# Implicit Classes in Scala

Scala implicit classes allow you to augment the behaviour of existing objects with new functionality. This pattern, sometimes called “Pimp my library”, provides a useful method to implement expressive Scala code.

## Syntax

To create an implicit class, add the implicit keyword before the class definition. Note that implicit classes have to be constructed inside other traits, classes or objects:

object Implicits {
implicit class DoubleListOps(values: List[Double]) {
def mean: Double = values.sum / values.length
}
}


When this implicit class is in scope, the methods it defines will can be called as if they were methods on values of the type it wraps. For example, in the example above, we can now call .mean on any List[Float]:

scala> import Implicits._
import Implicits._

scala> val numbers = List(10.2, 12.1, 11.6)
numbers: List[Double] = List(10.2, 12.1, 11.6)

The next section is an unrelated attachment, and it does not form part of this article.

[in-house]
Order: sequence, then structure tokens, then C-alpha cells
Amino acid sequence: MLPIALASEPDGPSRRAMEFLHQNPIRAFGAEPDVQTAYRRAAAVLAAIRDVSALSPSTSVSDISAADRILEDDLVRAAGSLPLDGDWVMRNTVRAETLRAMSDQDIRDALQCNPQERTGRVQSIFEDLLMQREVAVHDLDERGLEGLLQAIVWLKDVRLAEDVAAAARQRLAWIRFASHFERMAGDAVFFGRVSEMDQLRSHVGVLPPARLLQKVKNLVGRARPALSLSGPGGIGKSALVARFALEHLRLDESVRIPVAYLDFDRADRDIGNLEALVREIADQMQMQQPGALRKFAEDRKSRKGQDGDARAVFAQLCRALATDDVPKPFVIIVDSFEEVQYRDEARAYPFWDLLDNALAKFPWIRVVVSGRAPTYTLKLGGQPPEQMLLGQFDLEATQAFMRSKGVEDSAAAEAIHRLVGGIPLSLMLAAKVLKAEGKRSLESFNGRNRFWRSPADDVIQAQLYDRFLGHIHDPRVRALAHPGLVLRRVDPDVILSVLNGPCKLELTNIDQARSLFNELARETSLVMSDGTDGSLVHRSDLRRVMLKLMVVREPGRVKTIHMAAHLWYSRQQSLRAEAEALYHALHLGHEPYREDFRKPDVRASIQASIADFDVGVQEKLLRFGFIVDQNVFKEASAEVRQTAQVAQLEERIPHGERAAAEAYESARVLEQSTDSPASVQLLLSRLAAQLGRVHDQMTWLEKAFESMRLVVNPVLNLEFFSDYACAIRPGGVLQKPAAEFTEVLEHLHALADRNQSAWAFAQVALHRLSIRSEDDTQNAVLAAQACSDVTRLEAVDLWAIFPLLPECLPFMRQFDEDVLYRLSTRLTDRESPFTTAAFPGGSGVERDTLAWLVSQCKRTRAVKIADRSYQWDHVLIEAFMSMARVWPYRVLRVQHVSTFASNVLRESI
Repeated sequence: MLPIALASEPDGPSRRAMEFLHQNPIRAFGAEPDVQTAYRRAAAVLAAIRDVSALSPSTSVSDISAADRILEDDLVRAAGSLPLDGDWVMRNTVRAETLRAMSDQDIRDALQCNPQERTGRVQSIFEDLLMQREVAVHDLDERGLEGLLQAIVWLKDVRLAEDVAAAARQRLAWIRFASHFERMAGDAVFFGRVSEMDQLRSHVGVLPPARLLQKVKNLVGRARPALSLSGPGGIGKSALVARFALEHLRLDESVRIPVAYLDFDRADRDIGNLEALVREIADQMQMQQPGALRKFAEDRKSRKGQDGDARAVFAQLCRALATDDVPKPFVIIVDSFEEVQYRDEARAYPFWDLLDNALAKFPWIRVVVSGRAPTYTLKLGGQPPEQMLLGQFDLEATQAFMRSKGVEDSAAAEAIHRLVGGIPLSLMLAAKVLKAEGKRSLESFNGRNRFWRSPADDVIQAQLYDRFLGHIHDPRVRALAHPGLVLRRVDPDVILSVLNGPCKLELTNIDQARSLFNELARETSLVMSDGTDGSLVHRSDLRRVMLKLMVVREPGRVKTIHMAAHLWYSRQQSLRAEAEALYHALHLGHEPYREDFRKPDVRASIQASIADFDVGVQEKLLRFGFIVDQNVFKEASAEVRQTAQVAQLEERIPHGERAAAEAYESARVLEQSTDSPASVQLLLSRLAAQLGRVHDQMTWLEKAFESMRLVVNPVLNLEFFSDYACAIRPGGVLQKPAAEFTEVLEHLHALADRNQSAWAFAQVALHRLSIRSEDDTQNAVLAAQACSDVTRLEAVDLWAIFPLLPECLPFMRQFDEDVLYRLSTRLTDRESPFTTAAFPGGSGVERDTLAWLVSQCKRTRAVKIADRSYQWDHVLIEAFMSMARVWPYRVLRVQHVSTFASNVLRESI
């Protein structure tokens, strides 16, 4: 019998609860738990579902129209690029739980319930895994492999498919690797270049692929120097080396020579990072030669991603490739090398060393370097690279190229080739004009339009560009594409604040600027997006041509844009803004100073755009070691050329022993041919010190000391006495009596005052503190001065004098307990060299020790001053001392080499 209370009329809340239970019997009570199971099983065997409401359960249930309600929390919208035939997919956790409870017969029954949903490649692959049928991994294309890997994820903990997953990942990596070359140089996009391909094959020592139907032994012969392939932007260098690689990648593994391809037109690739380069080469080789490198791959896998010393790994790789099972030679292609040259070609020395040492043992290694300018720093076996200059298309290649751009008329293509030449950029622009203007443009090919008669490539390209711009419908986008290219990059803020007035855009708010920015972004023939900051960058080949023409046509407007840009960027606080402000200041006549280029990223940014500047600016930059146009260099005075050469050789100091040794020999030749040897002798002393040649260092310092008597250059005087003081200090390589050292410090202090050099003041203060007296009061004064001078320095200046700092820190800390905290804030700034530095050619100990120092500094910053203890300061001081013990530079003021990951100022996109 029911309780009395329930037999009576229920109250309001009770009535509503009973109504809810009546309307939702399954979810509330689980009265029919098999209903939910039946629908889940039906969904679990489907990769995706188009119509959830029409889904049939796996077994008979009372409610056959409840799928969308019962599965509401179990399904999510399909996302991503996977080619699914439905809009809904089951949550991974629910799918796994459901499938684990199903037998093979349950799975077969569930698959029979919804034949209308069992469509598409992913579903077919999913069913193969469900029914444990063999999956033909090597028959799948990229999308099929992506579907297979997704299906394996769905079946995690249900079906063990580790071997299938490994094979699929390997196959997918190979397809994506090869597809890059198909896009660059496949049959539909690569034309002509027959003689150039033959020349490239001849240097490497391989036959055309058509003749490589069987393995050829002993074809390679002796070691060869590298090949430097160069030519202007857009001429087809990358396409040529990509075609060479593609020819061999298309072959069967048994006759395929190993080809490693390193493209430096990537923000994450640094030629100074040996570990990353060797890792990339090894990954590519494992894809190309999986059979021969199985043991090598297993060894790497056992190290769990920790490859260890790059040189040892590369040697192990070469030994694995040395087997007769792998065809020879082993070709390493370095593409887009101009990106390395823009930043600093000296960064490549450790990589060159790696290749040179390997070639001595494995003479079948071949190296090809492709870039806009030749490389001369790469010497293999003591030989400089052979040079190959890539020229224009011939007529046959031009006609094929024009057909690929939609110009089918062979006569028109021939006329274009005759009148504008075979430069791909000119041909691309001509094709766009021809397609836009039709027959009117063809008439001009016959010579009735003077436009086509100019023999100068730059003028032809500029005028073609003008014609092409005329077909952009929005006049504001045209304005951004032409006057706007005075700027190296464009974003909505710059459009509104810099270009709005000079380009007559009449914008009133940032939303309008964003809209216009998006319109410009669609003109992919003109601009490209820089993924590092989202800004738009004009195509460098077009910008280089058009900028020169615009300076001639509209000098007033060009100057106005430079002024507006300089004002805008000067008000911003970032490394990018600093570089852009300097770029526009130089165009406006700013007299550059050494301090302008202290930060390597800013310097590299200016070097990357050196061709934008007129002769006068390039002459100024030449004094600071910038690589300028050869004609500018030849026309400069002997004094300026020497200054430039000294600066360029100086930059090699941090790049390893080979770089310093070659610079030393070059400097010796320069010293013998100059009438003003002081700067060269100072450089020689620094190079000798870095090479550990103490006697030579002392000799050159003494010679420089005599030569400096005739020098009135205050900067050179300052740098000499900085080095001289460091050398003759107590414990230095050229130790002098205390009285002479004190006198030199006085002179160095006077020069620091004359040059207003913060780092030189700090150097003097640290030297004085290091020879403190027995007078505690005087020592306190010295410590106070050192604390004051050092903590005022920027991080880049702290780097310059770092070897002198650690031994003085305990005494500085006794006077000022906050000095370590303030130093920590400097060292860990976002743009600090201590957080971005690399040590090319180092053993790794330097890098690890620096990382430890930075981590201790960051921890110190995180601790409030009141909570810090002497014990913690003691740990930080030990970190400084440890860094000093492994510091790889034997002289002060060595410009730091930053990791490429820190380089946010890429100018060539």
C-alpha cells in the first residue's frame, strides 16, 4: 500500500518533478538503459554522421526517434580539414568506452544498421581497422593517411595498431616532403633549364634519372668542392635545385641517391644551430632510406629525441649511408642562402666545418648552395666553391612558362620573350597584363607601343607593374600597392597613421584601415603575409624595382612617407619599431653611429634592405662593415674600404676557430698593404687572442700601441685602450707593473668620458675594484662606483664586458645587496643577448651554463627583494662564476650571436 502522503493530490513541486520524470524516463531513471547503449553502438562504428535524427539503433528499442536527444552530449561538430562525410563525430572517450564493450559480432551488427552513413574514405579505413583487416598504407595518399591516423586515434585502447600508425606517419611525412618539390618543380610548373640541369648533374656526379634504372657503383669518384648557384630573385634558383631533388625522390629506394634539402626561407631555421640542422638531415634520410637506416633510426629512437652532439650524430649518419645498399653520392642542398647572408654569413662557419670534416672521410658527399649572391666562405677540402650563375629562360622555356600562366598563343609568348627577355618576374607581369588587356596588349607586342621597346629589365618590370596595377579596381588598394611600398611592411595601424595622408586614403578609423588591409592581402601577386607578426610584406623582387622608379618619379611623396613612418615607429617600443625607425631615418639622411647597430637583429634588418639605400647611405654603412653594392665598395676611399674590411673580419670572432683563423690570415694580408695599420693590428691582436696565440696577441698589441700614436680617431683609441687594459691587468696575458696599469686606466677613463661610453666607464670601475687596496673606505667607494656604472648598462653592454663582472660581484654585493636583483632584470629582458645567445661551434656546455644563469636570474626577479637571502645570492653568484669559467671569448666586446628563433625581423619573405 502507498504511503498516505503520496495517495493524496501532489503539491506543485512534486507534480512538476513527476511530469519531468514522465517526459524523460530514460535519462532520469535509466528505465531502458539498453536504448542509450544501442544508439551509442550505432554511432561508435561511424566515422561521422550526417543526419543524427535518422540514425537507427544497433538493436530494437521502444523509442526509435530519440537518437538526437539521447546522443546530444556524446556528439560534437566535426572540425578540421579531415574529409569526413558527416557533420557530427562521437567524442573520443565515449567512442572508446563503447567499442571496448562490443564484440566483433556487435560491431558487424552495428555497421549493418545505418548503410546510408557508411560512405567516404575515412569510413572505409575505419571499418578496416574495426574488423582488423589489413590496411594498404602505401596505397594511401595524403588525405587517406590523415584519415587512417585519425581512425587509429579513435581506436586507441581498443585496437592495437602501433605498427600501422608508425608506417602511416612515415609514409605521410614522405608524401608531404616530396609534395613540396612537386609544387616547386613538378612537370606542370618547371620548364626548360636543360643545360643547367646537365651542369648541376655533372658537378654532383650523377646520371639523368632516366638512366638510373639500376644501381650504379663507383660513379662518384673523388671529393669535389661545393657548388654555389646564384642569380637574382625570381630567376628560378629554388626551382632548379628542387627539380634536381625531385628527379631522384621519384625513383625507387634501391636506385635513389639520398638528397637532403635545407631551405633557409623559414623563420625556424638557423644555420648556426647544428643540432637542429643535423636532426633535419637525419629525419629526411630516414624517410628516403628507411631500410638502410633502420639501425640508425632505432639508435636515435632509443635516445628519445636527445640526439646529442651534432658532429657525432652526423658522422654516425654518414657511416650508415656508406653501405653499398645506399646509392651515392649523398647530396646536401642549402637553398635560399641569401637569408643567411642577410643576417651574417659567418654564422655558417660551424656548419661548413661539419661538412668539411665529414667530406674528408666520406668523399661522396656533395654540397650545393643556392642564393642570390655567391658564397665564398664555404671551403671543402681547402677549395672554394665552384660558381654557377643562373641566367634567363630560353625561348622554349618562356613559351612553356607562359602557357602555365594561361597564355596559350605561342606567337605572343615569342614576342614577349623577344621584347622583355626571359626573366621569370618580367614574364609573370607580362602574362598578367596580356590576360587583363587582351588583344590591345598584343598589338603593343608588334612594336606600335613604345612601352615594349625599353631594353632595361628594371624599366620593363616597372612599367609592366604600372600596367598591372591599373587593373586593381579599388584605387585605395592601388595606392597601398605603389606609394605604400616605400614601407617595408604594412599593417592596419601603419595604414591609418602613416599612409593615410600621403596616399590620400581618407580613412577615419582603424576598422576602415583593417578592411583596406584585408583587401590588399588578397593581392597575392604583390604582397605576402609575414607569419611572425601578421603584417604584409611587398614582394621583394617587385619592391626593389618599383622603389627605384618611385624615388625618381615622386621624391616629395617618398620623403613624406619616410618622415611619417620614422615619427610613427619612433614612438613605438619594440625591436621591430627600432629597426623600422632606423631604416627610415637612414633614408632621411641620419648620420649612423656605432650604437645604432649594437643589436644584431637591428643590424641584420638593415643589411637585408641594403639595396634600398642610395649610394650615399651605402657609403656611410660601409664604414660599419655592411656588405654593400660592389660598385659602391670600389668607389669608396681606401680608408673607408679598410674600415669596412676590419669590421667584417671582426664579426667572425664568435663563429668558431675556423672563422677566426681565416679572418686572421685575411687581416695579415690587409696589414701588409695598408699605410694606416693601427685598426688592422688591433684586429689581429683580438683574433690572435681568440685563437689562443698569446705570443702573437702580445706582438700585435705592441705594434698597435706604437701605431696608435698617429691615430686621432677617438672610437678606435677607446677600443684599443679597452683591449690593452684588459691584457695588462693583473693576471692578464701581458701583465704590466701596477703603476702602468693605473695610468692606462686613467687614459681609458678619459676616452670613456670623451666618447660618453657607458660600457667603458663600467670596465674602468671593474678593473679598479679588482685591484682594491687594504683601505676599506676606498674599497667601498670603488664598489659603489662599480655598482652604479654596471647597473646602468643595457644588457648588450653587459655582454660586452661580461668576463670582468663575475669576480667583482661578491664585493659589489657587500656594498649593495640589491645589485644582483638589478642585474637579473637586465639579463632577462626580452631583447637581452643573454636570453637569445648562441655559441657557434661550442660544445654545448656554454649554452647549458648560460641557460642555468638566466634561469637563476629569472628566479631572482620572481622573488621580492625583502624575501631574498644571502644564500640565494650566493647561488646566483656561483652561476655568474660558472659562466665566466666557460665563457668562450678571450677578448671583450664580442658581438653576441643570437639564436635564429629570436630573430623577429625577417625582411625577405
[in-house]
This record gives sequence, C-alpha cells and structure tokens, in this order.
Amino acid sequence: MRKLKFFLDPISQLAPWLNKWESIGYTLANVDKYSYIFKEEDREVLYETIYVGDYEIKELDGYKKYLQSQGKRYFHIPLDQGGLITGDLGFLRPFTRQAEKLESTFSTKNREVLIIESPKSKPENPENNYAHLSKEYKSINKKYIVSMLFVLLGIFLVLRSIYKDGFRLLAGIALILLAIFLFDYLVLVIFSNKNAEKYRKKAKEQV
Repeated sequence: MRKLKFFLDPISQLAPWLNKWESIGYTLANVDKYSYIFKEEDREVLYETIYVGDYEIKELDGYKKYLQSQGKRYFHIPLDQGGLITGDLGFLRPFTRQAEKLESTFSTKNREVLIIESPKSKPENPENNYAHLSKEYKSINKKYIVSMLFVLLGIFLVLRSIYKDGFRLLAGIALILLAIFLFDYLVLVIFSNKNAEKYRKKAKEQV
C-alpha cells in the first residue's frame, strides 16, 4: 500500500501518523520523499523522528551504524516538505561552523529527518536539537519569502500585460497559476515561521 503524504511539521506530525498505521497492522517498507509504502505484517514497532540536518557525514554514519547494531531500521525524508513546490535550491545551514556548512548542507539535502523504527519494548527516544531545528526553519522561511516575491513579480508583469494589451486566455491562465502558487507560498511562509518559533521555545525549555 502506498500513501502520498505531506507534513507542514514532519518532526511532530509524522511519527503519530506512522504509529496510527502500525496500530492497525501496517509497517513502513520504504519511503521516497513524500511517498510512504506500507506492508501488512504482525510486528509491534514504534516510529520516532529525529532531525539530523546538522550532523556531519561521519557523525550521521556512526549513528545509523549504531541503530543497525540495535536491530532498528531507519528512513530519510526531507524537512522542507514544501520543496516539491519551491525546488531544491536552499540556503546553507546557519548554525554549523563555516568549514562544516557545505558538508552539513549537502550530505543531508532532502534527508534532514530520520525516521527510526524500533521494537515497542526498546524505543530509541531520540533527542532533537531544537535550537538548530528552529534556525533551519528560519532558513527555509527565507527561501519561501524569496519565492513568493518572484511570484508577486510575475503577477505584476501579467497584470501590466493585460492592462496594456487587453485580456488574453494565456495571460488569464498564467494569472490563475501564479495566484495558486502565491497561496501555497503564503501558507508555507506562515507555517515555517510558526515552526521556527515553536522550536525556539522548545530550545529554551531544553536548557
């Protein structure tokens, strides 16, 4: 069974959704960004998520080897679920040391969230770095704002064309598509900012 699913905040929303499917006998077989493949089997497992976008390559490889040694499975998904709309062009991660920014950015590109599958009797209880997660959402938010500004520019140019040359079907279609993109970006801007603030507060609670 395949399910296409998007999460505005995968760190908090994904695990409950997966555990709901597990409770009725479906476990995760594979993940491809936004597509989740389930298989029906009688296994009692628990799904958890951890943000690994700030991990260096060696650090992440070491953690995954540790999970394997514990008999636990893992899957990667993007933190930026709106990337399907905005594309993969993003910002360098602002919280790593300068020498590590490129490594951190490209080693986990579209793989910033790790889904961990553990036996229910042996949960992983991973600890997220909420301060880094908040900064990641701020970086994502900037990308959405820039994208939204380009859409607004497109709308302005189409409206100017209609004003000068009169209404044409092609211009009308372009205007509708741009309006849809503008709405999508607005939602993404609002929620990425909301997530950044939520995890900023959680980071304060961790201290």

scala> numbers.mean
res0: Double = 11.299999999999999


Implicit classes only work with one normal argument, but can take additional implicit arguments. For example, we can make the above ‘mean’ functionality generic to all numeric types:

object Implicits {
implicit class NumericListOps[A](values: List[A])(
implicit num: Numeric[A]
) {
def mean: Double = num.toDouble(values.sum) / values.length
}
}


This can be used with any number type, for example with Ints:

scala> import Implicits._
import Implicits._

scala> List(1, 2, 3).mean
res0: Double = 2.0


## Notes

This pattern is sometimes called “Pimp my library” as it allows you to extend the functionality of objects implemented in libraries you have no control over! In fact, this is very similar to how Scala extends the String type from Java with additional functionality.

I hope you have seen that implicit classes provide a useful tool for writing expressive and concise code in Scala. For more information, have a look at the scala docs.